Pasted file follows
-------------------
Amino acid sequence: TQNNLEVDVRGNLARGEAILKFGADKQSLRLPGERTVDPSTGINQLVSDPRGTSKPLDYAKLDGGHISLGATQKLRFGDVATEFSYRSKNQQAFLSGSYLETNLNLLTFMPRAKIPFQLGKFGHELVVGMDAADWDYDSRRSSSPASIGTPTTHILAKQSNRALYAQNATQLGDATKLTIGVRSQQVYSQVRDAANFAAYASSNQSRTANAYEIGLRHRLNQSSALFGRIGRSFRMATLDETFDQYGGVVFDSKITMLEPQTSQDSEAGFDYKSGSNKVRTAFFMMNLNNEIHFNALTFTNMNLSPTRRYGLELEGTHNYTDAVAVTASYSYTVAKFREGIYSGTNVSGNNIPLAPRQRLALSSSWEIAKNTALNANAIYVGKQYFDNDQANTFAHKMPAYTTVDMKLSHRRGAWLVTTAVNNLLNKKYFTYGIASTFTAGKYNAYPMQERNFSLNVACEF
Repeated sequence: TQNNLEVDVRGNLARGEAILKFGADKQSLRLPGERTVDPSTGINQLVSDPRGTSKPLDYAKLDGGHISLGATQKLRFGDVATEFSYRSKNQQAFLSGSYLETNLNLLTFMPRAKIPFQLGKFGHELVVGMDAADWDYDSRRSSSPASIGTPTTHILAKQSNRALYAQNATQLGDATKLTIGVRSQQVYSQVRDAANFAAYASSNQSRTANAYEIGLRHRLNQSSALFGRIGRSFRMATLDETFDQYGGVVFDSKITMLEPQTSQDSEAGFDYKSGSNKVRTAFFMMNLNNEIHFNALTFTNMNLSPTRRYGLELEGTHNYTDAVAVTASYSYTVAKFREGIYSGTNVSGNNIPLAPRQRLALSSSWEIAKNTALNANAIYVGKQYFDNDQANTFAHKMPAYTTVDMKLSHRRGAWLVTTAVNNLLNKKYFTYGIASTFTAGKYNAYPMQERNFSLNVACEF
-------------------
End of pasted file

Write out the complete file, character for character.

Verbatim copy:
Amino acid sequence: TQNNLEVDVRGNLARGEAILKFGADKQSLRLPGERTVDPSTGINQLVSDPRGTSKPLDYAKLDGGHISLGATQKLRFGDVATEFSYRSKNQQAFLSGSYLETNLNLLTFMPRAKIPFQLGKFGHELVVGMDAADWDYDSRRSSSPASIGTPTTHILAKQSNRALYAQNATQLGDATKLTIGVRSQQVYSQVRDAANFAAYASSNQSRTANAYEIGLRHRLNQSSALFGRIGRSFRMATLDETFDQYGGVVFDSKITMLEPQTSQDSEAGFDYKSGSNKVRTAFFMMNLNNEIHFNALTFTNMNLSPTRRYGLELEGTHNYTDAVAVTASYSYTVAKFREGIYSGTNVSGNNIPLAPRQRLALSSSWEIAKNTALNANAIYVGKQYFDNDQANTFAHKMPAYTTVDMKLSHRRGAWLVTTAVNNLLNKKYFTYGIASTFTAGKYNAYPMQERNFSLNVACEF
Repeated sequence: TQNNLEVDVRGNLARGEAILKFGADKQSLRLPGERTVDPSTGINQLVSDPRGTSKPLDYAKLDGGHISLGATQKLRFGDVATEFSYRSKNQQAFLSGSYLETNLNLLTFMPRAKIPFQLGKFGHELVVGMDAADWDYDSRRSSSPASIGTPTTHILAKQSNRALYAQNATQLGDATKLTIGVRSQQVYSQVRDAANFAAYASSNQSRTANAYEIGLRHRLNQSSALFGRIGRSFRMATLDETFDQYGGVVFDSKITMLEPQTSQDSEAGFDYKSGSNKVRTAFFMMNLNNEIHFNALTFTNMNLSPTRRYGLELEGTHNYTDAVAVTASYSYTVAKFREGIYSGTNVSGNNIPLAPRQRLALSSSWEIAKNTALNANAIYVGKQYFDNDQANTFAHKMPAYTTVDMKLSHRRGAWLVTTAVNNLLNKKYFTYGIASTFTAGKYNAYPMQERNFSLNVACEF